Ultrasonic vs. Microwave Extraction Intensification 1
globe-instruments.com / 2016-11-03

Ultrasonic vs. Microwave Extraction Intensification of  Active Principles from Medicinal Plants


Ani Alupului1*, Ioan Calinescu2, Vasile Lavric1


1University Politehnica of Bucharest, Chemical Engineering Department


RO-011061, Polizu 1-7, Bucharest, Romania


2University Politehnica of Bucharest, Organic and Macromolecular Compounds


Technology Department






Microwave  and ultrasonic  fields,  biochemically safe,  were  used to  extract  stevioside


glycosides  from   Stevia  rebaudiana   Bert.  Distilled  water   in  1/10   (w/v)  ratio   was


employed as solvent. The  active principle was quantified by HPLC. A  comparison with


classical extraction results is provided.


Both  intensive  extraction  techniques of  active  compounds  seem  to  be economically


promising (simple and efficient), still care must be taken to avoid local over-exposure.





 Microwave  and ultrasonic  fields,  biochemically safe,  were  used to  extract  stevioside glycosides  from   Stevia  rebaudiana   Bert.  Distilled  water   in  1/10   (w/v)  ratio   was employed as solvent. The  active principle was quantified by HPLC. A  comparison with classical extraction results is provided.

Both  intensive  extraction  techniques of  active  compounds  seem  to  be economically promising (simple and efficient), still care must be taken to avoid local over-exposure.


Keywords: Ultrasound assisted  extraction, Microwave extraction, Stevioside  glycoside, Medicinal plants.


1. Introduction


Stevia  rebaudiana, native  from  Paraguay, is  used  as herbal  sweetener  for over  1500 years.  Extracts of  Stevia  rebaudiana  are part  in  weight-loss  programs because  of  its ability to  reduce the  cravings for  sweet and fatty  foods, to  treat the  diseases diabetes, hypoglycaemia, candidasis,  high blood  pressure,  skin abrasions  and inhibiting  growth and  reproduction  of  bacteria-like   plaque.  

Stevia's  greatest  appears  to  be   a  natural alternative  to   artificial  sweeteners  (such   as  aspartame   or  sodium  saccharin).   The sweetness  in  Stevia  rebaudiana  is   mainly  attributed  to  two  glycoside  compounds: stevioside (3-10%  of dry  leaf weight)  and rebaudioside  A (1-3%) which  can be  up to 250  times  sweeter  than sucrose  (Duke,  2006).  The  glycosides  of  Stevia  rebaudiana

leaves have been extracted using  classical techniques: maceration or thermal extraction, either  requiring  long  processing time  and  low  efficiency,  in  case  of  maceration, or facing thermal degradation, in case of infusion and decoction (Vinatoru, 2001).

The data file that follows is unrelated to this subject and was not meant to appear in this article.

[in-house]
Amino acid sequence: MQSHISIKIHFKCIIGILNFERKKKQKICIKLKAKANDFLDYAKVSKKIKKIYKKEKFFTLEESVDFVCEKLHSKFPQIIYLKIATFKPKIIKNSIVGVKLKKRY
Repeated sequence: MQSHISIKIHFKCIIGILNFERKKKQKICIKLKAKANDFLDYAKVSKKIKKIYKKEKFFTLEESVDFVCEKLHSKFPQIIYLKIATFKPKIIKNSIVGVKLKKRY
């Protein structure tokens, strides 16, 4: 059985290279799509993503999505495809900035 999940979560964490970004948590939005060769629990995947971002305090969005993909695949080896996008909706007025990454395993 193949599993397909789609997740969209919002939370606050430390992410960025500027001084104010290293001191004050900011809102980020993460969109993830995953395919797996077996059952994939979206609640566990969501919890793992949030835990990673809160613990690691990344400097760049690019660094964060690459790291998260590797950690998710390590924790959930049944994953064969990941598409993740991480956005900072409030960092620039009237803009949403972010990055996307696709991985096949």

In order  to increase  the  productivity, several  intensification techniques  like ultrasonic waves,  supercritical fluids  or  microwaves  were  associated with  extraction  of  plant’s compounds to improve  the yield and quality of  extracted products (Wang, 2006). From these,  ultrasound   assisted   and  microwave   extractions  emerged   as  two   promising

techniques from  an economical point  of view, being  inexpensive, simple and  efficient.



These procedures increase at least one of the major parameters governing extraction: the kinetic, through  the partial mass  transfer rates, the  interfacial area  or the driving  force (Cravotto, 2008).

Ultrasound waves  were employed to  extract active  compounds such saponins,  steroids and  triterpenoids from  Chresta spp.  about three  times  faster than  with the  traditional extraction methods (Schinor et al., 2004).

The  ultrasonic  field   enables  generation,  locally,  of  micro-cavitations   in  the  liquid surrounding  the plant  material. The  effects are  twofold:  mechanical disruption  of the cell’s wall  releasing  its content  and local  heating of  the liquid,  increasing the  extract diffusion.  The kinetic  energy is introduced in the  whole volume following the collapse of  cavitation bubbles  at or  near  walls or  interfaces  thus improving  the  mass transfer across the solid-liquid interface.  The mechanical effects of ultrasounds  induce a greater penetration of solvent into  cellular membranes walls, facilitating the release  of contents of the cells and improve mass transfer (Kiel, 2007).



The   applications  of   microwave   assisted   extraction   to   natural   compounds   such glycosides,   alkaloids,  carotenoids,   terpenes,   essential   oils  has   been   reviewed  in (Kaufmann, 2002).



The  use  of   microwave  energy  for  the   extraction  of  active  substances   from  plant materials  results  in  more  effective  heating,  faster  energy  transfer,   reduced  thermal gradients, selective heating,  reduced equipment size,  faster response to process  heating control, faster  start-up  and increased  production. During  absorption,  the microwaves’  energy  is  converted  into  kinetic  energy,  thus  enabling  the  selective  heating  of  the microwave-absorbent  parts  of the  plant  material.  The  volume  increased in  this  way makes cells explode, releasing their content into the liquid phase. When  the liquid phase absorbs   the   microwaves,    the   kinetic   energy    of   its   molecules    increases,   and consequently, the diffusion rate increases too (Mandal, 2007).



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